The moment everyone heard that free safety Morgan Burnett was a scratch for the Packers-49ers game, most people panicked.

The secondary did look awful. But that’s not the reason the Packers lost.

The reason they lost is because the defensive line only recorded two quarterback pressures, and that includes a late garbage sack by Johnny Jolly.

Colin Kaepernick was allowed to pick apart the Packers’ secondary and despite his awkward throwing motion, he was allowed to get comfortable and make just about any throw he wanted.

The defensive line did do a good job bottling up four-time Pro Bowl running back Frank Gore to just 2.1 yards per carry. But it was Kaepernick that would’ve carved up a healthy Packers defensive backfield.

This is the NFL. The passers and receivers had a big advantage before the rules were altered lessening the contact by the secondary. It’s why 12 quarterbacks threw for at least 300 yards in Week 1 — a week generally reserved for offenses to get in rhythm — and three threw for at least 400.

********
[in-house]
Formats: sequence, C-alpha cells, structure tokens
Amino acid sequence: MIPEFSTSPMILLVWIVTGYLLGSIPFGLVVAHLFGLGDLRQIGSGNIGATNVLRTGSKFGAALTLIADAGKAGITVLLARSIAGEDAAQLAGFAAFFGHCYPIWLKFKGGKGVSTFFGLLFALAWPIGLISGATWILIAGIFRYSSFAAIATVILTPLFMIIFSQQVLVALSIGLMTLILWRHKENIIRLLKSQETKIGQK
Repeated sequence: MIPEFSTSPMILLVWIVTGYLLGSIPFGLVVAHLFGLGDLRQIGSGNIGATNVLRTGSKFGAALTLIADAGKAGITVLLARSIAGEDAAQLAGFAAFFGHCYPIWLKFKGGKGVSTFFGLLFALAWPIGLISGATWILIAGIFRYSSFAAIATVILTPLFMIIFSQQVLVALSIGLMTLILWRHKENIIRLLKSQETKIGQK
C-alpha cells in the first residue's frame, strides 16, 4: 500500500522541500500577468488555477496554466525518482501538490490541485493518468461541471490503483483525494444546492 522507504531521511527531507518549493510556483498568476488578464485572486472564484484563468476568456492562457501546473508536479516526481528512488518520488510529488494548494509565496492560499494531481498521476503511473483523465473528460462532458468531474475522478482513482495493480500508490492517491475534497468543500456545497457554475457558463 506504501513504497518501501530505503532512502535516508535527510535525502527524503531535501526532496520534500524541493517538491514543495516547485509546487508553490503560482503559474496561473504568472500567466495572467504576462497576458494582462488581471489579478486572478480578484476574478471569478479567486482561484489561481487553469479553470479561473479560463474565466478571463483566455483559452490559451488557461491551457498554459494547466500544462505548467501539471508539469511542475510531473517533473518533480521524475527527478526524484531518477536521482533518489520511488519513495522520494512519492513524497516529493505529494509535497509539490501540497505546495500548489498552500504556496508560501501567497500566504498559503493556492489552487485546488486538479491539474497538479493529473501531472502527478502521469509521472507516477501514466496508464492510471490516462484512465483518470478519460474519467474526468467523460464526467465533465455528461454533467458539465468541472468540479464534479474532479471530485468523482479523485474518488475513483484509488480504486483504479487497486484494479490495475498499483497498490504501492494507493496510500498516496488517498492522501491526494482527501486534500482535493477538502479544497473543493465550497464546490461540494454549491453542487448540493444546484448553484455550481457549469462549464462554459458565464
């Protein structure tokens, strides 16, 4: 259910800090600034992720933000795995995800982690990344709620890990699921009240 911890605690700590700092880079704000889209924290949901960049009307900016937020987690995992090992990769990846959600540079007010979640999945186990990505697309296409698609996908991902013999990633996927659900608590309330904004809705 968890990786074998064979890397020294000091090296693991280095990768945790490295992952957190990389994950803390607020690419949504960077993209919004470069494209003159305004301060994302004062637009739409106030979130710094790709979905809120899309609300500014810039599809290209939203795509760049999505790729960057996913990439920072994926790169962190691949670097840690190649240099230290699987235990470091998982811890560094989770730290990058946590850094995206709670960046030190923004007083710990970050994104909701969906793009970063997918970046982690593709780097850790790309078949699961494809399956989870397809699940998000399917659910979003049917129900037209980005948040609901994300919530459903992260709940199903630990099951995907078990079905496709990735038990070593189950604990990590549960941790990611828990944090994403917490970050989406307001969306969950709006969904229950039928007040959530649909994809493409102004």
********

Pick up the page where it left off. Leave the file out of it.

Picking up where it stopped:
The best way to throw the passing circus off balance? Bring the wolves with a massive pass rush to throw off the timing. Which is exactly what the 49ers did. Aldon Smith and Justin Smith made Aaron Rodgers constantly check over his shoulder and either flushed him out of the pocket or made him throw it away.

Robert Griffin III is a better passer than Kaepernick. He got off to a rough start on Monday night mainly because he hadn’t played since tearing his knee in a Jan. 6 playoff game. But he looked much better in the second half when he nearly brought back the Redskins from a 33-7 deficit.

On the plus side, the Packers won’t have to worry about much of a running element from Griffin. With an awkward brace, he looks like the Tin Man when he tries to scamper. But he has proven his ability as an efficient passer by registering nine games last year with at least a 65 percent completion rate. His senior year at Baylor he had 44 completions of 25 yards or more.

Without the impending threat of an electrifying quarterback, the Packers can lock and load on the quarterback without worrying too much about getting torched with a deep run.

The Packers need to desperately generate a pass rush because the next two opponents — Cincinnati and Detroit — lean heavily on the forward pass.


Cory Jennerjohn is from Wisconsin and has been in sports media for over 10 years. To contact Cory e-mail him at jeobs -at- or follow him on Twitter: Cory Jennerjohn